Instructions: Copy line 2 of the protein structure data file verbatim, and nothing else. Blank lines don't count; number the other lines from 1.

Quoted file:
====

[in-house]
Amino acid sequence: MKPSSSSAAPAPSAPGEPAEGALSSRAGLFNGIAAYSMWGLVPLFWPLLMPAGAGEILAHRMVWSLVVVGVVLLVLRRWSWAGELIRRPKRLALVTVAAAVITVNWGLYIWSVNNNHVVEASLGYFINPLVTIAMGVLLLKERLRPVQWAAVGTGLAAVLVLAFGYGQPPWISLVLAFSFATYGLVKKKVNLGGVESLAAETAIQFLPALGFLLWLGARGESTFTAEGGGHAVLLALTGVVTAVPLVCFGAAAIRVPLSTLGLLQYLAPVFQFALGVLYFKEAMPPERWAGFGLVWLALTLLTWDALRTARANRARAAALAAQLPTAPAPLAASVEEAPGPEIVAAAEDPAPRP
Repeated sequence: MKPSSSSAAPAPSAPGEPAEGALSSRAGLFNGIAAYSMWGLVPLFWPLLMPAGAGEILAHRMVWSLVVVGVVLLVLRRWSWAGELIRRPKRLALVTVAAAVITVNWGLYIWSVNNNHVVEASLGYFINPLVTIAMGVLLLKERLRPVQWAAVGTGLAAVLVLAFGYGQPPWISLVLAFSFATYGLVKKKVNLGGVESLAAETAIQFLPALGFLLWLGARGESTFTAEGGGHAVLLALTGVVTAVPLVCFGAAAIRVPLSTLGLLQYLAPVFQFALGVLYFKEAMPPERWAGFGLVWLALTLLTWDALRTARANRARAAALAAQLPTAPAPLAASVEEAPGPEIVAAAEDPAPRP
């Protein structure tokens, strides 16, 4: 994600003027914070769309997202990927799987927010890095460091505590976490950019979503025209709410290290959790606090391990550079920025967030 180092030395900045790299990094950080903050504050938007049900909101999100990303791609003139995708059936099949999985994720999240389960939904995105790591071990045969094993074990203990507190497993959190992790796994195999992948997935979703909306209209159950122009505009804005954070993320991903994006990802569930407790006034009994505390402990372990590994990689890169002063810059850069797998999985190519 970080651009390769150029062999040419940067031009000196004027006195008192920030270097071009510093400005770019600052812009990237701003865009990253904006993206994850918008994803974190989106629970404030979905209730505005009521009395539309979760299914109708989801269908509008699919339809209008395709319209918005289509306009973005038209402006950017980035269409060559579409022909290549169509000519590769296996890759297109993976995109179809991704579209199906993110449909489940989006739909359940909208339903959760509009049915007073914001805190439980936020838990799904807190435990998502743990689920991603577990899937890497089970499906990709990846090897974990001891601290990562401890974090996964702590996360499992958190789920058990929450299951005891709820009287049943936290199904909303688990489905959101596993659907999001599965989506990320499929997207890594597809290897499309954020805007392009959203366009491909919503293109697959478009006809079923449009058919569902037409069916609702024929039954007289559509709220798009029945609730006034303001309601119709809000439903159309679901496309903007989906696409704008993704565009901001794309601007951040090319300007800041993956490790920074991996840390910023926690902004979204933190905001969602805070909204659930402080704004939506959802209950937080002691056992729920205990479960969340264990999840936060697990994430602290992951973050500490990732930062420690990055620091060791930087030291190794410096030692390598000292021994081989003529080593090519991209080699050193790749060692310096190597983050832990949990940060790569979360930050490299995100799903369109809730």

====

Amino acid sequence: MKPSSSSAAPAPSAPGEPAEGALSSRAGLFNGIAAYSMWGLVPLFWPLLMPAGAGEILAHRMVWSLVVVGVVLLVLRRWSWAGELIRRPKRLALVTVAAAVITVNWGLYIWSVNNNHVVEASLGYFINPLVTIAMGVLLLKERLRPVQWAAVGTGLAAVLVLAFGYGQPPWISLVLAFSFATYGLVKKKVNLGGVESLAAETAIQFLPALGFLLWLGARGESTFTAEGGGHAVLLALTGVVTAVPLVCFGAAAIRVPLSTLGLLQYLAPVFQFALGVLYFKEAMPPERWAGFGLVWLALTLLTWDALRTARANRARAAALAAQLPTAPAPLAASVEEAPGPEIVAAAEDPAPRP